Research & Economic Development

Office of the Vice Chancellor

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New Consent Elements

When your project will involve... Include in the informed consent...
The collection of identifiable private information or identifiable biospecimens

A statement indicating whether:

  • identifiers may be removed, and
  • de-identified information or biospecimens may or may not be used or shared for future research
Use of biospecimens

A statement indicating whether:

  • biospecimens may be used for commercial profit, and
  • the subject will share in that profit
Clinically relevant results

A statement indicating whether the clinical results, including individual research results, will be returned to the subject, and if so, under what conditions

Whole genome sequencing

(i.e., sequencing of a human germline or somatic specimen with the intent to generate the genome or exome sequence of that specimen

A statement indicating that the research will or might include whole genome sequencing

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Consent Process Changes

  • A waiver of informed consent for the secondary use of identifiable private information/biospecimens (not covered by Broad Consent) must justify why the use of identifiers is necessary to carry out the research.
  • Use of identifiable information/biospecimens to identify potential subjects (i.e., screening for recruitment purposes) is allowed without informed consent under certain circumstances.  A waiver of consent will no longer be needed for these screening activities.

Note:  HIPAA requirements still apply - including asking for a HIPAA waiver.

  • For federally-sponsored clinical trials, a copy of the consent form must be posted to a "publicly available, federal website" (TBD) post-recruitment and no later than 60 days after the last study visit by any subject.

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Broad Consent

Broad Consent Defined

"Seeking prospective consent to unspecified research."  

~ Revised Common Rule:  Federal Register, Vol. 82 No. 12 (January 19, 2017)

Under the current regulations, secondary research use of identifiable data/biospecimens is permissible through study-specific consent, by obtaining an IRB waiver of consent, or by removal of identifiers. 

In the revised Common Rule, "Broad Consent" is an (optional) alternative consent process for use only for the storage, maintenance, and secondary use of identifiable private information or identifiable biospecimens for future, yet-to-be-specified research.  To utilize "Broad Consent," the study team and/or the unit/biorepository responsible for the storage of the identifiable data/biospecimens are required to:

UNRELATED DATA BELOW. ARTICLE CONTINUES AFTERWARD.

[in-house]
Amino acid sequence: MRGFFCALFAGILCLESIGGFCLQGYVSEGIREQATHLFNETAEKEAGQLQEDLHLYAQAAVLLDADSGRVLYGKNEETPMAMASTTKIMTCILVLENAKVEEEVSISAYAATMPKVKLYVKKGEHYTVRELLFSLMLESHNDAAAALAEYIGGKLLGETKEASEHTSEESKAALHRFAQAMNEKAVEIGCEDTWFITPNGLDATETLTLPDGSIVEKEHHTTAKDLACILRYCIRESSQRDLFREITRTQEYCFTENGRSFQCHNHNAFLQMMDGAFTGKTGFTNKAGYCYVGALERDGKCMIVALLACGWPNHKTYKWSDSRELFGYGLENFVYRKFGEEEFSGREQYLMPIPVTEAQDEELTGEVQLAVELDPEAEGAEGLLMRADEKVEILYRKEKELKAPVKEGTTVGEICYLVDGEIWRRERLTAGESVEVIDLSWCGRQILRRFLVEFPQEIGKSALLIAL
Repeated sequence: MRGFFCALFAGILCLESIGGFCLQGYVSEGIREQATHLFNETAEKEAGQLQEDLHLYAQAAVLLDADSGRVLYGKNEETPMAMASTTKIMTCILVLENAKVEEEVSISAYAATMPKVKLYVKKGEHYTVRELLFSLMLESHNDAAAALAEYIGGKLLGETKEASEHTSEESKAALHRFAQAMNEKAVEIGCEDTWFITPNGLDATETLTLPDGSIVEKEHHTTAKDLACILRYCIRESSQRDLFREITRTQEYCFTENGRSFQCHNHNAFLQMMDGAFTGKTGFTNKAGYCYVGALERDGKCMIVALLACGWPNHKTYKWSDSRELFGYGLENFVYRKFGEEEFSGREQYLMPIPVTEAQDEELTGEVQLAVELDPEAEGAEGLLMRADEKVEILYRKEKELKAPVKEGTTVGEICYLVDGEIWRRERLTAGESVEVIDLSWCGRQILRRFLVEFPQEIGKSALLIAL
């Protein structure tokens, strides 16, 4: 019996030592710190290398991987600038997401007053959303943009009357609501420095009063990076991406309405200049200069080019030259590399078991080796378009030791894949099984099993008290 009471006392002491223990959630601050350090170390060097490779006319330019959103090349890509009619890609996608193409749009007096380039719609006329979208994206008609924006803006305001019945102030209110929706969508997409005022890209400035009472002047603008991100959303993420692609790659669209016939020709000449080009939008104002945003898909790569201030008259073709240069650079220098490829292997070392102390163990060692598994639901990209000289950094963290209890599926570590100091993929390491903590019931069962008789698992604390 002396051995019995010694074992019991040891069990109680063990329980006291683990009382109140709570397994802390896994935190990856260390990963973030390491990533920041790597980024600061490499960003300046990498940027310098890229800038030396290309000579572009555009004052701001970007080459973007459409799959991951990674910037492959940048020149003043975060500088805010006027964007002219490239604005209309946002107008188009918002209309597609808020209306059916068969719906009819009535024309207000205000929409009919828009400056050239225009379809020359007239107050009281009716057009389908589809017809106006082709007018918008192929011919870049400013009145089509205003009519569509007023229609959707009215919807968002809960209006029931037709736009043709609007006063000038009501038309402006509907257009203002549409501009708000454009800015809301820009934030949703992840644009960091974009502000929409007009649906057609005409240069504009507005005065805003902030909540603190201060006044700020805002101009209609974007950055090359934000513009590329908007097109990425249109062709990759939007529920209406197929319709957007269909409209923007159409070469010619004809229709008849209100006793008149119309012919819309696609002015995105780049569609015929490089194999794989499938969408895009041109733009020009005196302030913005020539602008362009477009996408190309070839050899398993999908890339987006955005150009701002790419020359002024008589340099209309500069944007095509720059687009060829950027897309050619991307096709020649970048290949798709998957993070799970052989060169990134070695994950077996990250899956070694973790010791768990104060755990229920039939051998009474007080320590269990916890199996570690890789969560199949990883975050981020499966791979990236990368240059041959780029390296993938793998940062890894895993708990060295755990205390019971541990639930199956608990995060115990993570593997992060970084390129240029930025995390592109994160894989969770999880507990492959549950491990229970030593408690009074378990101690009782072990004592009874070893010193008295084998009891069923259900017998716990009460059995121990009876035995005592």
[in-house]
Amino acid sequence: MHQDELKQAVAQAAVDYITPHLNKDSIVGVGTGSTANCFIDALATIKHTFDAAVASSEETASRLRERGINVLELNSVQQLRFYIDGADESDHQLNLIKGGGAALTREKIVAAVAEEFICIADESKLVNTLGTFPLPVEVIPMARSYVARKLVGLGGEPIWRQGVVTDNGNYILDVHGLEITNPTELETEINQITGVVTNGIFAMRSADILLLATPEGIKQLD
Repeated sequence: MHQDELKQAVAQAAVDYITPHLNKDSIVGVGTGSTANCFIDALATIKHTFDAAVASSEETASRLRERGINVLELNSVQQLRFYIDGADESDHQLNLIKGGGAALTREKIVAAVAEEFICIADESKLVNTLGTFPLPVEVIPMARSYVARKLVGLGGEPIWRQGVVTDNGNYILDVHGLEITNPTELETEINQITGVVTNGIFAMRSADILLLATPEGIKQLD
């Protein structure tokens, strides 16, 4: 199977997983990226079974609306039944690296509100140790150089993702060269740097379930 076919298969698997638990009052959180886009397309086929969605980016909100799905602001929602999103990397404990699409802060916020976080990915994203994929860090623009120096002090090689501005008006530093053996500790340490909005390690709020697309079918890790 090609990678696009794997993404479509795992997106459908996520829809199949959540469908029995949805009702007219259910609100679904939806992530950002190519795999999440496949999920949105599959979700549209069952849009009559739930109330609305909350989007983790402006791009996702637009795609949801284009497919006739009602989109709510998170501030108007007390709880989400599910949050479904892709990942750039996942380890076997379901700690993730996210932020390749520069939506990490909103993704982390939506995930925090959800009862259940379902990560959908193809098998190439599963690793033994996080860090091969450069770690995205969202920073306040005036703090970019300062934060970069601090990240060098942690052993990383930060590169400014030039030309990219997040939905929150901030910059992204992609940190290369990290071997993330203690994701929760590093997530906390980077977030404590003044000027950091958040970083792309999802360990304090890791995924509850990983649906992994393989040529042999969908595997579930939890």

• identify the types of research that may be conducted with the data/biospecimens, 
  • record and track who has agreed to or refused consent, and
  • to track the terms of consent to determine whether proposed future secondary research use falls within the scope of the identified types of research

For full details about "Broad Consent" including the requirements (in addition to tracking), limitations, and considerations for use, see SACHRP's Recommendations for Broad Consent Guidance.(link is external)

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Warning iconAt this time, the UMKC HRPP and IRB will not mandate nor implement the institutional use of Broad Consent, as the tracking requirements may be burdensome.  Exemption categories 7 and 8, which rely on Broad Consent, will not be available as application types.  UMKC will continue to support study teams seeking subject permission for the collection and storage of identifiable private information/biospecimens for future secondary use research through the following processes:

  • Study-specific consent and comprehensive IRB review 
  • IRB waiver of consent (as eligible) and comprehensive IRB review
  • Exemption #4
  • De-identification to remove the research activity from Common Rule purview and not require IRB review or consent

Note:  For studies designed to collect identifiable data and/or biospecimens solely for the purpose of maintaining a repository, the study team may find it useful to employ a specialty informed consent template (e.g., biorepository template).

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UMKC Transition Process


The UMKC IRB have posted updated informed consent templates to their respective websites.  Study teams should begin using the updated informed consent templates as soon as they are available on the websites.


Due to the differing nature of the research and the volume of approved studies, the UMKC IRB is taking separate approaches towards transitioning existing studies to comply with the revised Common Rule, including any updates to informed consent documentation.  Contact the UMKC IRB Office for further information.


New studies submitted for IRB review after January 21, 2019 must utilize an updated informed consent template to ensure compliance with the revised Common Rule.

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IRB applications submitted shortly before January 21, 2019 may not be reviewed in time to qualify under the current human subjects protection regulations.  Applications undergoing the review process at the time of transition may be returned to the study team to update the informed consent elements.

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References and Resources


To ask a question, express concerns, or provide suggestions about human subjects research protections at UMKC, please send a message to